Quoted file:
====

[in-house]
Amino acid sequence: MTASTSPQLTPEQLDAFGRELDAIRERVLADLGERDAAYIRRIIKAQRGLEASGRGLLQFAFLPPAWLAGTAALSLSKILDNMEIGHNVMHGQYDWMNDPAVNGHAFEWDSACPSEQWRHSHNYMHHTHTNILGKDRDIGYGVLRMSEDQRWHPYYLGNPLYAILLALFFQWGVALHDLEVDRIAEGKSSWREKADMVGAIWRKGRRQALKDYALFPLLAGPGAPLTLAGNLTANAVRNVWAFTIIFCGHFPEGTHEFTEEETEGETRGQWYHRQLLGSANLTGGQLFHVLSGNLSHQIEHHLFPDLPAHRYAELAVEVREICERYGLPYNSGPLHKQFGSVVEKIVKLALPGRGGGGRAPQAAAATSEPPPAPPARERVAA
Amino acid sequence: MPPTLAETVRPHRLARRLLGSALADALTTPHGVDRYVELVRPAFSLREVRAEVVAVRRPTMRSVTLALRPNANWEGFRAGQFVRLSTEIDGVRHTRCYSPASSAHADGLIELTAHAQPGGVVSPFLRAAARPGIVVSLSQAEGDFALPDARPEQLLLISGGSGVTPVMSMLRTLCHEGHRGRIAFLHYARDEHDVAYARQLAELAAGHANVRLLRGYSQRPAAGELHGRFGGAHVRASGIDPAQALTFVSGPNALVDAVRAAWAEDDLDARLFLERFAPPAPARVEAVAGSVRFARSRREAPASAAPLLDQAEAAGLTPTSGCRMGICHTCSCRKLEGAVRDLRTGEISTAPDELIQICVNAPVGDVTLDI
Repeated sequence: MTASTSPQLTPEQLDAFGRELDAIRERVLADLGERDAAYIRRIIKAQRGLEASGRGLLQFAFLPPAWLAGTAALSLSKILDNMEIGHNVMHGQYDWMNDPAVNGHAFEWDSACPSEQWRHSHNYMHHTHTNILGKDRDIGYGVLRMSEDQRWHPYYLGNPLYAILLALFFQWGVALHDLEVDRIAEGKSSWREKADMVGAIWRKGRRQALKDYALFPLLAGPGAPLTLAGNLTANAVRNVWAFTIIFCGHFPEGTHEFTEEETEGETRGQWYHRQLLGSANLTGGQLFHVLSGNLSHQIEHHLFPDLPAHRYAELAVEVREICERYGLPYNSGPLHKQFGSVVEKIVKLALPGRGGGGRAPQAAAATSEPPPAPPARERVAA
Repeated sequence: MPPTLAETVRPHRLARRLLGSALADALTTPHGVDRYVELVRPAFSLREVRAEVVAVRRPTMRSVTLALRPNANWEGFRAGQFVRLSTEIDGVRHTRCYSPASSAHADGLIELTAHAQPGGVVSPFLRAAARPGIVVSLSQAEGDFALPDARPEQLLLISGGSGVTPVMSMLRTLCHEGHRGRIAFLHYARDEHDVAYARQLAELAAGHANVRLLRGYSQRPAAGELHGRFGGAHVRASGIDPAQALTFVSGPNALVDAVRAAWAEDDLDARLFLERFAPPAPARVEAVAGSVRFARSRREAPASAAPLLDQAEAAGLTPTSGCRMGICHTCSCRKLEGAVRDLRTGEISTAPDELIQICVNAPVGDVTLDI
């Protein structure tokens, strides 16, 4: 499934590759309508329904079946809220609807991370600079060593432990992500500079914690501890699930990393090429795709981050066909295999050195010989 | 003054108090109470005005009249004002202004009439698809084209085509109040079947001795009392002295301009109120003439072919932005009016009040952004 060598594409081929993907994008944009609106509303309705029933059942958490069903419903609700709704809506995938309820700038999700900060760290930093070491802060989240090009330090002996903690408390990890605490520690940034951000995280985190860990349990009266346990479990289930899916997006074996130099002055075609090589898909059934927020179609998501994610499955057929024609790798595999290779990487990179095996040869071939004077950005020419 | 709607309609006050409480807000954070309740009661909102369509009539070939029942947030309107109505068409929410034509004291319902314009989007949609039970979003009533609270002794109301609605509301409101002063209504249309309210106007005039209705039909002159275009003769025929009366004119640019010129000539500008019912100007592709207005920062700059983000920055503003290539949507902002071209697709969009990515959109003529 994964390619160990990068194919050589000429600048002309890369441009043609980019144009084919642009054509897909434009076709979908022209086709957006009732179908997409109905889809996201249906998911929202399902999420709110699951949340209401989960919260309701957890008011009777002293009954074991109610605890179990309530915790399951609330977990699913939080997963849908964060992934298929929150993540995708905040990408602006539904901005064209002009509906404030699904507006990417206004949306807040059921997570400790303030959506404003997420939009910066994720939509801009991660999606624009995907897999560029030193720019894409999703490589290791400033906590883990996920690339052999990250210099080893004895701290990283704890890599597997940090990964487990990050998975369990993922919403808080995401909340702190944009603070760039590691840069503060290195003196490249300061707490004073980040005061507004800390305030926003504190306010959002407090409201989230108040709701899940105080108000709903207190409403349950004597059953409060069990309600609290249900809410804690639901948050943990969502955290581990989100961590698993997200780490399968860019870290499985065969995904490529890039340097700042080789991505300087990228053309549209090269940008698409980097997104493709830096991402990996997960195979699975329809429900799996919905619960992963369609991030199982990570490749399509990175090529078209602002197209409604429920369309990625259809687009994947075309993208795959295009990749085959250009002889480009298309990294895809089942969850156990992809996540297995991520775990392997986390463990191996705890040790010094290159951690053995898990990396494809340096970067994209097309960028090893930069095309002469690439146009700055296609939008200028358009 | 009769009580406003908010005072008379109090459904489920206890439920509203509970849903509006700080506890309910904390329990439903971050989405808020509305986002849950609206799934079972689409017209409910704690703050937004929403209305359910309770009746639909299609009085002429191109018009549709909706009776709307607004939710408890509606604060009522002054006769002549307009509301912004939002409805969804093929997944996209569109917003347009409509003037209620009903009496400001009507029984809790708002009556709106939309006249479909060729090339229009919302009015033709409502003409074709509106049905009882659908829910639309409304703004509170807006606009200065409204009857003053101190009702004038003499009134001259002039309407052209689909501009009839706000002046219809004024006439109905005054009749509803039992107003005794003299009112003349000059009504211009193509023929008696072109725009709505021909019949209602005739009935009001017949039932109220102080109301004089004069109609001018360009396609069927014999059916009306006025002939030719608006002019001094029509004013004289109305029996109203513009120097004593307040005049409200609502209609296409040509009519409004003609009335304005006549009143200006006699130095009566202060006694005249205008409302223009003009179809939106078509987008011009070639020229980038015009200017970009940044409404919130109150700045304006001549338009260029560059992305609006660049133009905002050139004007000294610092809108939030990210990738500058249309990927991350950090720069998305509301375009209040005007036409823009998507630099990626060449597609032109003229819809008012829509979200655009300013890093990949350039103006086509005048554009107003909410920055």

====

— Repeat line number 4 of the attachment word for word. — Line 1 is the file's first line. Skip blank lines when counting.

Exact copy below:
Repeated sequence: MTASTSPQLTPEQLDAFGRELDAIRERVLADLGERDAAYIRRIIKAQRGLEASGRGLLQFAFLPPAWLAGTAALSLSKILDNMEIGHNVMHGQYDWMNDPAVNGHAFEWDSACPSEQWRHSHNYMHHTHTNILGKDRDIGYGVLRMSEDQRWHPYYLGNPLYAILLALFFQWGVALHDLEVDRIAEGKSSWREKADMVGAIWRKGRRQALKDYALFPLLAGPGAPLTLAGNLTANAVRNVWAFTIIFCGHFPEGTHEFTEEETEGETRGQWYHRQLLGSANLTGGQLFHVLSGNLSHQIEHHLFPDLPAHRYAELAVEVREICERYGLPYNSGPLHKQFGSVVEKIVKLALPGRGGGGRAPQAAAATSEPPPAPPARERVAA